Animated films have always been hit or miss for me. On one hand, you have films that appeal to a broad audience not limited to children, and present characters and messages that are fascinating to the younger generation, but are also still applicable to the parents taking their kids to the movies. On the other hand, you have rushed cash-grabs that only aim to entertain children and have very little lasting value, especially for older viewers. Obviously not all animated movies fit into these two categories, but it’s always refreshing to see one in my initial grouping. Spirited Away achieves relevance and charm through its surprisingly penetrating message, beautiful animation, and lovable characters, to the point of ‘masterpiece’ certification.
The Movie (5/5)
Spirited Away, written and directed by Hayao Miyazaki (well-known for his work in Japanese animation) tells the story of a young girl, Chihiro, who is moving with her parents to a new home. What begins as an innocent detour through a seemingly abandoned amusement park turns into a frantic journey for Chihiro to rescue her parents in a world inhabited by spirits and magical creatures.
I feel what sets Spirited Away from other animated features is its confidence in the world it creates, as well as the emphasis it has on character development. The main setting of the film, known as the “spirit world,” is mysterious, and while some aspects of the world and its inhabitants are explained to an extent, there is still a great deal left up to speculation. Miyazaki wasn’t afraid to present such strange and unorthodox imagery and environments; in a way, the world speaks for itself, and actually feels quite full and developed despite the lack of complete explanation. It feels more real that way.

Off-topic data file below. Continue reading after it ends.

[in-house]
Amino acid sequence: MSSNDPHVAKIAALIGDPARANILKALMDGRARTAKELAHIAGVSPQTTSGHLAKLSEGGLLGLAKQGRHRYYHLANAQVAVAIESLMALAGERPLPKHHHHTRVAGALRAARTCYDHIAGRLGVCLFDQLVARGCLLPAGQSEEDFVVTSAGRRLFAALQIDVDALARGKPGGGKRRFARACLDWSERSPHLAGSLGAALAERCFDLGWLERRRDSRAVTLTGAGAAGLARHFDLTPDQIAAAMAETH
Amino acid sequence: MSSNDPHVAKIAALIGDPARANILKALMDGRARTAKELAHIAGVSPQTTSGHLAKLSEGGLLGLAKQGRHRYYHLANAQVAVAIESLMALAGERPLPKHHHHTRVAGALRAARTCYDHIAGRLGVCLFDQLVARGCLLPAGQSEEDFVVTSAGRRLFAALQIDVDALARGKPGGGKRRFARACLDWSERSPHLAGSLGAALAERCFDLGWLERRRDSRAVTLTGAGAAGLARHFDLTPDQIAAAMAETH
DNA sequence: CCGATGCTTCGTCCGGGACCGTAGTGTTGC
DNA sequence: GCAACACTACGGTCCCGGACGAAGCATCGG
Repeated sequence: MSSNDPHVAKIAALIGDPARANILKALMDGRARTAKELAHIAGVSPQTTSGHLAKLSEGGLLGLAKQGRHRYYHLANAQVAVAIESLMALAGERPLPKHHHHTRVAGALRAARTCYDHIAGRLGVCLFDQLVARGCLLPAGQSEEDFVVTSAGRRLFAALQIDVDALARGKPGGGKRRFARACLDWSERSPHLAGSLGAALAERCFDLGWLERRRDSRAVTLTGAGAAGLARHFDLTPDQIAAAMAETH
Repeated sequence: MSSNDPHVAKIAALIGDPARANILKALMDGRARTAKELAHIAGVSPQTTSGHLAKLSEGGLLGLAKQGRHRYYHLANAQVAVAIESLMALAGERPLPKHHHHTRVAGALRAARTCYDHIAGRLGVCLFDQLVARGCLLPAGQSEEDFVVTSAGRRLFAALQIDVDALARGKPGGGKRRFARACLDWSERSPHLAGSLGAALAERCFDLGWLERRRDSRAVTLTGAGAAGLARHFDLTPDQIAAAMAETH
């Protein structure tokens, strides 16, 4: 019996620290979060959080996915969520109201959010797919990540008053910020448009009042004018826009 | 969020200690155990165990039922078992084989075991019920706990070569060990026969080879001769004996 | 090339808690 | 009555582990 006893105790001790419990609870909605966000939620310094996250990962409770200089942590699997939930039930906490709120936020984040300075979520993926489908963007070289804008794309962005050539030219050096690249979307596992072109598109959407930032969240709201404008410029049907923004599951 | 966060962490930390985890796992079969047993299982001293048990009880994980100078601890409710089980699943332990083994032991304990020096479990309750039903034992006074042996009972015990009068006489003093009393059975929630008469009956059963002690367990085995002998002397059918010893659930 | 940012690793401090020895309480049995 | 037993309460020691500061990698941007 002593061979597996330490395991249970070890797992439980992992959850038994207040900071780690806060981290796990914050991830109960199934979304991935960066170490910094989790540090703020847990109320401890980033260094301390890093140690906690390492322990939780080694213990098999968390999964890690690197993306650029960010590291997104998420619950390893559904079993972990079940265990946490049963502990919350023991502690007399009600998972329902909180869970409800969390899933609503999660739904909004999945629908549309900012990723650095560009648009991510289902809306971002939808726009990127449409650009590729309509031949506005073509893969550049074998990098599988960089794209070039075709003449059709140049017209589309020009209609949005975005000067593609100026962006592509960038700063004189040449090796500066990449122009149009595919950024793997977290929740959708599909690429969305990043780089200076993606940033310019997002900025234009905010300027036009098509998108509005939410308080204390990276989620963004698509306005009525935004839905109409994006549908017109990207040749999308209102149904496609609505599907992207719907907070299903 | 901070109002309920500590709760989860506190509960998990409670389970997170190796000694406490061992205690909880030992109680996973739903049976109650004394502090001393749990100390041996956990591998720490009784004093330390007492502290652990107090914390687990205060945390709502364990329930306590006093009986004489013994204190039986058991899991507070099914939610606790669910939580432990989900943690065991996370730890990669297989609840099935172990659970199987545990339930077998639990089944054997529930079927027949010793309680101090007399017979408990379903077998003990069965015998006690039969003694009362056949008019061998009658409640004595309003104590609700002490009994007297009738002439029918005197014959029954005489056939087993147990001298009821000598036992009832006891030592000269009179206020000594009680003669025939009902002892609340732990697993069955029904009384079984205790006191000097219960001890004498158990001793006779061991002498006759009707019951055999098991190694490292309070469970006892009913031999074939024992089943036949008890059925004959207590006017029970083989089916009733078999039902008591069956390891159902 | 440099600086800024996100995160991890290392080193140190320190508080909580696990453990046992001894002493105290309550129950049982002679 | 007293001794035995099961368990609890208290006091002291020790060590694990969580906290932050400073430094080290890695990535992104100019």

What I appreciated most about the film, aside from the dazzling universe, is the complexity of the characters featured. We can clearly see the confusion, terror, and curiosity blended brilliantly in Chihiro’s personality, and also how despite these strong emotions, she is able to show almost unflinching kindness. We also see how this kindness slowly influences the other characters of the film, for example, the transformation of No-Face from a spirit with less-than-honorable intentions to a much more innocent and docile friend of Chihiro. I never felt that any particular character in this film was “bad for the sake of being bad” or “good for the sake of being good,” but rather, everyone had their own backstory and motivations that caused them to perform the actions they do.
On a more surface level, Spirited Away provides plenty of visual splendor and personality charm to appease younger audiences, but also a great deal of depth to be analyzed and appreciated by older viewers. This film is truly a work of art.
The Video (5/5)
I honestly don’t have much to say about the video quality of this release; it’s exactly what it should be. Crisp and vibrant, detailed and free of noise, we’re talking reference-quality animation and overall very definite picture fidelity. Watching the film, I felt the presentation was perfection, and lacked anything to distract from the brilliant fantasy taking place.